Collections changes with the times

Credit unions adapt to the decline in landline telecommunications.

November 20, 2019

The decline in landlines—only 40% of households have one, down from more than 90% in 2004, according to the Centers for Disease Control—and the rise of caller ID have had a big impact on collectors who rely on the phone to reach delinquent account holders.

“Consumer behaviors with respect to technology have greatly impacted the way we collect,” says Abby Poragin, senior product evangelist for Temenos USA.

“People are used to instant service, online applications, and being able to access everything from a smartphone,” she says. “So they want that when they fall behind on a loan, too.”

Dan Picard, vice president of consumer lending at $1.4 billion asset Hanscom Federal Credit Union in Littleton, Mass., agrees. “Everybody has a mobile device now. And with that comes the widespread use of caller ID. It makes it harder to reach people in general.”

Just as consumers use technology to avoid being located, collectors use big data find them. Picard says credit unions use aggregated data to their advantage, triangulating information purchased from retailers, restaurant chains, and more, to uncover ways to contact people.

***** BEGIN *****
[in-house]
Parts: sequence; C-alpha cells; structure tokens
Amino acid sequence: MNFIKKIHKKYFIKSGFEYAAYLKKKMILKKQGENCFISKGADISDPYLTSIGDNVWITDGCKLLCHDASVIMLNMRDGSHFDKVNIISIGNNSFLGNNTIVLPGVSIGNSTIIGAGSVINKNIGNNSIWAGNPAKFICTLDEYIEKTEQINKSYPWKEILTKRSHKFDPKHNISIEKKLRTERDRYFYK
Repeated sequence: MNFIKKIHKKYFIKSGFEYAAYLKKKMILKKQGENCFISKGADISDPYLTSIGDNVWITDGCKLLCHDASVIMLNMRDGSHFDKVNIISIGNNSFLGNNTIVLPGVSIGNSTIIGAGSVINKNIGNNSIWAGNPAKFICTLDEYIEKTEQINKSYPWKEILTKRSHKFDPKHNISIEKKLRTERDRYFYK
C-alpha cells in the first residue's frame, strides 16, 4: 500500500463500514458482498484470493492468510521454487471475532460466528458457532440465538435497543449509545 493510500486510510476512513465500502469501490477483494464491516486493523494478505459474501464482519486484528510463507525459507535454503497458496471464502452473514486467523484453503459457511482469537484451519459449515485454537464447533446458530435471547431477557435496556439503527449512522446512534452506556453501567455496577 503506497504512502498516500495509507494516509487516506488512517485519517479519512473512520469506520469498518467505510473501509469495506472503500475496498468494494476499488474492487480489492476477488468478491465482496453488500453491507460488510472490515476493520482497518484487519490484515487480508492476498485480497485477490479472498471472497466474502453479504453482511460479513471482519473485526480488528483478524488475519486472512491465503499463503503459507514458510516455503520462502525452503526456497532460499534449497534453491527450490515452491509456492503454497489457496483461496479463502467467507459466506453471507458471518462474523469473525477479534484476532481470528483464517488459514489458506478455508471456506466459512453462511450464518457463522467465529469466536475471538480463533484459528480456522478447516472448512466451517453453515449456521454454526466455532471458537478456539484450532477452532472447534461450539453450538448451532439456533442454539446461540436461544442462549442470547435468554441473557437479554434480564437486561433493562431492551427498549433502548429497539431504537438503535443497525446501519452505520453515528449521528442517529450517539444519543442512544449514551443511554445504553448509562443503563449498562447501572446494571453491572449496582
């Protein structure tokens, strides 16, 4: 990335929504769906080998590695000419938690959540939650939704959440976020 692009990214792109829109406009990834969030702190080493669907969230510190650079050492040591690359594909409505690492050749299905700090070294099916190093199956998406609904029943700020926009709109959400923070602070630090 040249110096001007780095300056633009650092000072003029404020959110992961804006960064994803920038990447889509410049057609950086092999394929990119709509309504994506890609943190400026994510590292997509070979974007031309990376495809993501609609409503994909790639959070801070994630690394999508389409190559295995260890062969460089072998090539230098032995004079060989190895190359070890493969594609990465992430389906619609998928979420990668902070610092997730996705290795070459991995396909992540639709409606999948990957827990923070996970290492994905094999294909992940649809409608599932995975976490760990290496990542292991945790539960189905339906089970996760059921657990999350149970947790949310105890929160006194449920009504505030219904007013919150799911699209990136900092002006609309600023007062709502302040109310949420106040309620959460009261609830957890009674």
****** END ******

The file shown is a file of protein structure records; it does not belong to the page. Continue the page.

New technology can make the collections process friendlier and more effective.


New technology can also make the collections process friendlier and more effective, says Larry Edgar-Smith, senior vice president of product evangelism for Temenos USA.

“As we have more digital natives in the population, we see them looking to their lending organizations for more communication and more tools they can access from their smartphones,” he says. “One of our clients sends reminder texts five to 15 days before a payment is due. This helps prevent members from being late on the payments. Members actually ask for reminders like this.”

That approach, rooted in relationships, also means credit union collections efforts are informed by a personal understanding of changes in the member’s financial health.

Credit unions typically see the bigger picture when addressing delinquencies, Edgar-Smith says. “We can look holistically at members and realize, for example, that while they might be in collections now, part of the reason is they’ve incurred medical school loans. So the remediation strategies might differ.”